With the first day of training camp under his belt, new signee Sandy Lederman was undaunted by his competition at quarterback.
“If I get a good shot at the job,” he said,” I’m sure I can throw better than anyone in camp. I played against (Paul) Larson when he was at Cal and I figure I’m a better passer. I’m not just bragging. Paul is a great athlete, but he is more a halfback than a thrower. He runs a team real well and had a flair for signal calling, but when it comes to passing, and that is the big thing in the pros, I figure I have an edge. I don’t know too much about (Tom) Flores, but from what I saw in that first drill he can really wing that ball.
“(Tony) Teresa was in Canada when I played there and he was a good defensive back which I understand is where he’ll play with this club, although he is listed as a quarterback, too.”
Lederman had more to say about the team in general. “There are some really top guys here,” he said, “I would say they appear to be on the level with the Chargers although everyone seems to automatically pick LA as the big gun. (Head coach Eddie) Erdelatz and his staff seemed real organized. They really put us through a rugged two hours Monday so you can see they mean business.”
To mark the opening of training camp, the Oakland Tribune published the current version of the roster, more or less. Lederman wasn’t included, but there were a number of names that hadn’t appeared in previous stories or versions of the roster:
Buddy Alliston, a 6’0″, 220-pound linebacker out of Mississippi. Alliston made second-team AP All-SEC in 1955, his senior year with the Rebels and was drafted by the Packers, but ended up in Canada. He played for the Winnipeg Blue Bombers for a couple of years before joining the US Air Force for an 18-month stint. Upon leaving the service he tried to get his old job back in Winnipeg, but couldn’t crack the starting lineup. He originally turned up in Denver’s camp before coming to Oakland.
John Brown, a 5’11”, 175-pound halfback out of Iowa State. He was known mostly for his speed on the field and was a quarter-miler for the Cyclones in the spring. Brown was never able to secure a permanent starting spot in college, but his fleet feet continued to intrigue coaches.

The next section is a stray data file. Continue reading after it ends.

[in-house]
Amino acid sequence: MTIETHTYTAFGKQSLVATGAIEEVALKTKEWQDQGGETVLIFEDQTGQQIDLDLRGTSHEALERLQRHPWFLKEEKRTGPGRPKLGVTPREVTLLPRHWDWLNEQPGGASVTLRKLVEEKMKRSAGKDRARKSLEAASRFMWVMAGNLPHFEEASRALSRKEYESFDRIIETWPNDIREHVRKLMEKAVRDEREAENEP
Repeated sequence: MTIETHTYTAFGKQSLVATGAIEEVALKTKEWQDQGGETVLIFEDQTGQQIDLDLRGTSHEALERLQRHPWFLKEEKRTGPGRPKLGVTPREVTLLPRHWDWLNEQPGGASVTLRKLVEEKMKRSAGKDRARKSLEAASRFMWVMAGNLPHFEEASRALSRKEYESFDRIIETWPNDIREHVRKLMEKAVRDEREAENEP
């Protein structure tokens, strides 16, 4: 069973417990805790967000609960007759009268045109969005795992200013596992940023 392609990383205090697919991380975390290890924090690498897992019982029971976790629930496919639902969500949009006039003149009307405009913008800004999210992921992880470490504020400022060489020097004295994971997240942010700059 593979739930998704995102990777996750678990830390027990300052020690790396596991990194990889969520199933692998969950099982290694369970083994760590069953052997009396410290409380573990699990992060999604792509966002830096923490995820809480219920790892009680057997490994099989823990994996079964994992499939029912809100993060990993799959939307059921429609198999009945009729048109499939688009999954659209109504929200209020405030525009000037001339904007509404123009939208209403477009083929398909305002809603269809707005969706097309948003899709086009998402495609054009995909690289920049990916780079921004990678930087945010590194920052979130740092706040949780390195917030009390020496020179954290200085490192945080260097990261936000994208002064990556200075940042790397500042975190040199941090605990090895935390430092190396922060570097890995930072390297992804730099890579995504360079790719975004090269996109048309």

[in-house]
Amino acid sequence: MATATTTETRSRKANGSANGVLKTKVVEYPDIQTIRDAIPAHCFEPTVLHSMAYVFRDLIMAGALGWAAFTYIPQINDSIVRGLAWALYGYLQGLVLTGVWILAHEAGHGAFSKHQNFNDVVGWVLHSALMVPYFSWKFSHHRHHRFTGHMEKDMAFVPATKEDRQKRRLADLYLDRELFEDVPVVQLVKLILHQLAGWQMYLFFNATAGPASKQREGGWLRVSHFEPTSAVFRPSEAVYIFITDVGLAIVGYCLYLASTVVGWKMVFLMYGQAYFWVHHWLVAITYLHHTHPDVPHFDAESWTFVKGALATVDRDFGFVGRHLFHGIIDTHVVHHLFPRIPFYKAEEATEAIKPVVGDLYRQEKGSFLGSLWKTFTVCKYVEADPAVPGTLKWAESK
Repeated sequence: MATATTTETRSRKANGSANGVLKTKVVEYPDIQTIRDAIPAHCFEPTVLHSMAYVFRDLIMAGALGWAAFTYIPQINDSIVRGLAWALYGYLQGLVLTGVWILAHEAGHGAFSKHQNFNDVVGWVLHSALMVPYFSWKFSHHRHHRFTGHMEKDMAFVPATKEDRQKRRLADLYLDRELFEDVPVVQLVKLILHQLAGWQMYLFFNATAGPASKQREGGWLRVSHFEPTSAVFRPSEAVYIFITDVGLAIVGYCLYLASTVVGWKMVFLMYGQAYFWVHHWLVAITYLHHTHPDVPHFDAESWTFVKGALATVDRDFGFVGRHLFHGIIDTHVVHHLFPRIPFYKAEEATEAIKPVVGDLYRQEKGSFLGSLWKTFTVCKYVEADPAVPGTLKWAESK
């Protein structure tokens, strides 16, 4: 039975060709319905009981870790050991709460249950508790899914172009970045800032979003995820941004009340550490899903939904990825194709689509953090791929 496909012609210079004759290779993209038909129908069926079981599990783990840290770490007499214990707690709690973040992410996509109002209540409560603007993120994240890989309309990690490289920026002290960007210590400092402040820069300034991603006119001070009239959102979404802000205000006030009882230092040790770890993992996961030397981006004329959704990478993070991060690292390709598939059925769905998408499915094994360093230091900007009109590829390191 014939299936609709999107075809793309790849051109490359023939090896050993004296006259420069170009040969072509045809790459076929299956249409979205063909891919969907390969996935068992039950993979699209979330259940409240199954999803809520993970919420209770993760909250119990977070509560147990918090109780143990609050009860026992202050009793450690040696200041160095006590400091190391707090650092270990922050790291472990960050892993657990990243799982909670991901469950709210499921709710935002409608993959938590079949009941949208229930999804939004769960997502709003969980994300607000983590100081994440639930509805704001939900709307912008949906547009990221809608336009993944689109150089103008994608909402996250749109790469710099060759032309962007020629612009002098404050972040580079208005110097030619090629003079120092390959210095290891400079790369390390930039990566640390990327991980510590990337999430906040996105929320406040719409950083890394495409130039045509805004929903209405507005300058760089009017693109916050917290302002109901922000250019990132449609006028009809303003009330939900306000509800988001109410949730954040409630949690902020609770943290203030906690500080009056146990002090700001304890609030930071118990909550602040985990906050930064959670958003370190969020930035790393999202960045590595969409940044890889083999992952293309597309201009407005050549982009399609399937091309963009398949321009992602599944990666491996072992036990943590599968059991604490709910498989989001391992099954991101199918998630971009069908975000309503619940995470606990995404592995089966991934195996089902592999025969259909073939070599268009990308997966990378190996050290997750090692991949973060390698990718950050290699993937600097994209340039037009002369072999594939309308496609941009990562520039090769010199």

Tom Cousineau, a 6’1″, 235-pound guard from Indiana. Before joining the Hoosiers, Cousineau was in the US Marines, serving in the Korean War. Once back Stateside, he wrestled and played football for Indiana, but was frequently injured, breaking his right leg in his sophomore season. After college, he went into coaching, but was back to give pro football a try in the AFL.
Tom Davis, a 6’0″, 235-pound fullback out of Pepperdine. Tom “the Tank” was, naturally, a hard-hitting, straight ahead runner for the Waves, averaging 6.5 yards per carry for them in 1955.
Bob Fails, a 6’4″, 180-pound end from Idaho State. Fails was a star cager at Eastern Arizona Junior College before transferring to Pocatello for the 1955 season. He made All-Rocky Mountain Conference during both of his seasons with the Bengals and was expected to vie for a spot on defense with the Raiders.
Fred Fehn, a 6’2″, 245-pound tackle from Monterey Peninsula Junior College. Fehn, a Santa Cruz High School graduate, didn’t leave behind much of a record of his playing days with the Lobos.
Max Fields, a 5’10”, 185-pound halfback out of Whittier College. An outstanding runner with the Poets, Fields gained over 1,100 yards in 1956, getting more than ten yards a pop, leading the Southern California Intercollegiate Athletic Conference in yards and touchdowns. He tried out for the 49ers in 1958, but left the team during camp and spent the season playing for the Orange County Rhinos of the Pacific Football Conference. In 1959, he returned to Whittier to be an assistant coach under Don Coryell.